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4 Steps to Checking Your Smoke Detectors and Fire Alarms 

fire detector

Smoke detectors and fire alarms are such a common feature in American homes that some people forget they even have them installed until they accidentally burn their dinner, of course. However, it’s important to remember that a smoke alarm is an inexpensive way to protect your family from fire and smoke, as well as preserving your property investment. These devices detect fires minutes before a person, and therefore allow your family essential extra time for escape.

But smoke alarms are only effective if they’re working properly. According to the National Fire Protection Association, 3 in every 5 home-fire deaths occur in households with no working smoke alarm. The same survey also found that in 23% of those home fire cases, the properties had smoke detectors but they were not working.

So, how often should the average person check their fire alarms to protect their home, their business, and their future?

Step 1: Check Them Every Month

According to the USFA (United States Fire Administration), it’s important to examine your smoke detector and fire alarms at least once a month. While cautious homeowners may want to check their alarms more frequently, once a month should be enough to mitigate most of the risk that comes with under-performing alarms. However, you may find that it’s crucial to check your detector more frequently if:

  • Your alarm is getting older (older alarms are more prone to malfunction)
  • Your alarm regularly emits short beeps, or gives off false alarms
  • Your manufacturer’s guide suggests frequent testing
  • Your alarm is in a kitchen where frequent smoke has caused it to activate more often, and therefore wear out faster.

Additionally, the type of smoke detector that you have installed may also impact the frequency of your checks. For instance, battery-operated smoke detectors will need frequent examination to check the condition of the battery. Although AC-powered smoke detectors are more dependable in the long-term, they usually also have an independent battery backup for operation during a blackout or an electrical fire, which needs frequent testing too.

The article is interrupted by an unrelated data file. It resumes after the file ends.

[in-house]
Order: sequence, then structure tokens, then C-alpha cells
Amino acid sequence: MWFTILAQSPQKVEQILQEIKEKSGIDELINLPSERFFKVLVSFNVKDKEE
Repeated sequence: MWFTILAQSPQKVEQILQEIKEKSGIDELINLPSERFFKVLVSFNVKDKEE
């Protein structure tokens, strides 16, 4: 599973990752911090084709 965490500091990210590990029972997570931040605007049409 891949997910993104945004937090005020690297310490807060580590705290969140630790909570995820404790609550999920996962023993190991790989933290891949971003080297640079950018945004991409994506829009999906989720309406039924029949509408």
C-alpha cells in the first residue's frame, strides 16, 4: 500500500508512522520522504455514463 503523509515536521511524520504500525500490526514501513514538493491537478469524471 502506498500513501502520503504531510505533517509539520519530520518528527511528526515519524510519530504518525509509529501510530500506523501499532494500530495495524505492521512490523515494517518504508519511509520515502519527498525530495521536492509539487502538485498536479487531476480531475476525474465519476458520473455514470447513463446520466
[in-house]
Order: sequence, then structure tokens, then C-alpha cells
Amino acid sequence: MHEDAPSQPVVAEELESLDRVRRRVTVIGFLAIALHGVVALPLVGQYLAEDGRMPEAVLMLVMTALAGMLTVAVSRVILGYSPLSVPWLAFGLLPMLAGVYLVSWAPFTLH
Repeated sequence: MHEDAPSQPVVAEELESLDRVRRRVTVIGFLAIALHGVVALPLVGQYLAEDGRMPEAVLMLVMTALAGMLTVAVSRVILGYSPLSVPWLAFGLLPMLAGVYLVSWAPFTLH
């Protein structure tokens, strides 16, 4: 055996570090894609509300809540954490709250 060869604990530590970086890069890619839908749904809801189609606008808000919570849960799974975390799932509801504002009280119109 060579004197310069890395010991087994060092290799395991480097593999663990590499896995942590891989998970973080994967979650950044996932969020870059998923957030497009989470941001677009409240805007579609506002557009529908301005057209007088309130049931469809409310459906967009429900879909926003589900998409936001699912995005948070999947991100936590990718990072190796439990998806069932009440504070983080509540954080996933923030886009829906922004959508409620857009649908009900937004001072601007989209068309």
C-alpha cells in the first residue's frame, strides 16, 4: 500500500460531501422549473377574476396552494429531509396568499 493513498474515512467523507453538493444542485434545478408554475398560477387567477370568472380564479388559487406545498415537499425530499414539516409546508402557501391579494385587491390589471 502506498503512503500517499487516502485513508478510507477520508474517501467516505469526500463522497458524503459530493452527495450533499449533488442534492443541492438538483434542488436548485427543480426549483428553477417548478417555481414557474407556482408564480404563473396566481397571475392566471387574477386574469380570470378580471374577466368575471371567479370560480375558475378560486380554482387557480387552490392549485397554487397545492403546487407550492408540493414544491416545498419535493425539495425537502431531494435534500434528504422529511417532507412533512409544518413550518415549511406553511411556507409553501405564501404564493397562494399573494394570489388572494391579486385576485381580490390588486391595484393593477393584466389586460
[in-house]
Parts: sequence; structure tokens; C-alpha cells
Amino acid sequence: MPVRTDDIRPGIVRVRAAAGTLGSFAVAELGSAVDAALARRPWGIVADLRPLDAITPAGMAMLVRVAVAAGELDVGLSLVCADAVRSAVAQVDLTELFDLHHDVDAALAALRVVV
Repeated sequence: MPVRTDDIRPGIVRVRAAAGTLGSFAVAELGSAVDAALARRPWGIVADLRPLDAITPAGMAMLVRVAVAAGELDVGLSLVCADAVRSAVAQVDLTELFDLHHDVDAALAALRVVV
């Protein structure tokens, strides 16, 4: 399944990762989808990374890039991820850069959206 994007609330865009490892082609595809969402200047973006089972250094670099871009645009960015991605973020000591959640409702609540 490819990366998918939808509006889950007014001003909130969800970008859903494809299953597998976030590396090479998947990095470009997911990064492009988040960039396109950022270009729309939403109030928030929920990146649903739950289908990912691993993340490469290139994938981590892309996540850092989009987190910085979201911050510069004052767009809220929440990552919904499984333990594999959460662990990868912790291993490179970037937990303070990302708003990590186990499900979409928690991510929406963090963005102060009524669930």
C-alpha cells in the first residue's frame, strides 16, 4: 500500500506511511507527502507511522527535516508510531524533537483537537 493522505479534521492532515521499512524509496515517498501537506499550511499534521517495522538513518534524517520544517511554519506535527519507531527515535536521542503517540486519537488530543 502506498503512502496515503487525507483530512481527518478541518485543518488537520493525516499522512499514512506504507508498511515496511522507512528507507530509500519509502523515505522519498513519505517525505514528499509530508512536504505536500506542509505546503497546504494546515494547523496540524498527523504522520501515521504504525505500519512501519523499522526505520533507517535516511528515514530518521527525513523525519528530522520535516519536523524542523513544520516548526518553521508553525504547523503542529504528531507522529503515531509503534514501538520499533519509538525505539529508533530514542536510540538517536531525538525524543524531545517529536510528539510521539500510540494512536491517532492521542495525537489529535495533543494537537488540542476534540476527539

Step 2: Remember Your Commitments as a Landlord or Business Owner

Some landlords and business owners mistakenly believe that they’re not responsible for checking their smoke detectors and fire alarms for damage. However, when someone rents an apartment or house from you, you are responsible for providing a habitable living space, which includes working smoke alarms.

Business owners, just like homeowners, will need to check their smoke alarms monthly. Landlords can ask their tenants to perform the same checks, but will need to make sure that the alarms are working at least twice a year to maintain safety. In homes and businesses with battery-powered alarms, it may be best to check the functioning of the alarm every 6 months, when you change out the battery.

Step 3: Know How to Perform a Comprehensive Test

Testing smoke detectors and fire alarms is easier than you think. In fact, it should only take you a couple of moments each month. Though you should check the manufacturer’s requirements when examining your smoke alarms, you can often test them using the following instructions:

  • Inspect the smoke alarm visually to ensure that dust and debris aren’t blocking the air entry points, and that there’s no damage.
  • Hold and press the button on the smoke alarm, which should release a loud siren. If you do not hear the alarm, or the alarm sound is quiet, you may need to replace the batteries. If the alarm still doesn’t work after a battery replacement, exchange the entire unit.
  • It may be a good idea to ask a family member to walk around the home while you’re testing the alarm to ensure that it can be heard from every point in the property. The same technique can apply to business premises.
  • Make sure that the smoke alarm is working by presenting it with actual smoke. Though the button can test whether the batteries are working, placing 2 or 3 lighted matches underneath the unit can ascertain whether it’s performing its primary function.  

Step 4: Learn When to Replace Smoke Detectors and Fire Alarms

Besides knowing when to check your smoke detectors and fire alarms, it’s also important to ensure that you know when to replace them. A survey conducted by the National Fire Protection Association found that 9 out of 10 Americans have no idea that they need to replace their alarms every 10 years.

Following a period of 10 years, the sensors in your smoke alarms are often contaminated with dirt, dust, and pollutants. If your alarm is more than 10 years old, it will not be able to perform at its best, which makes a quick replacement essential.

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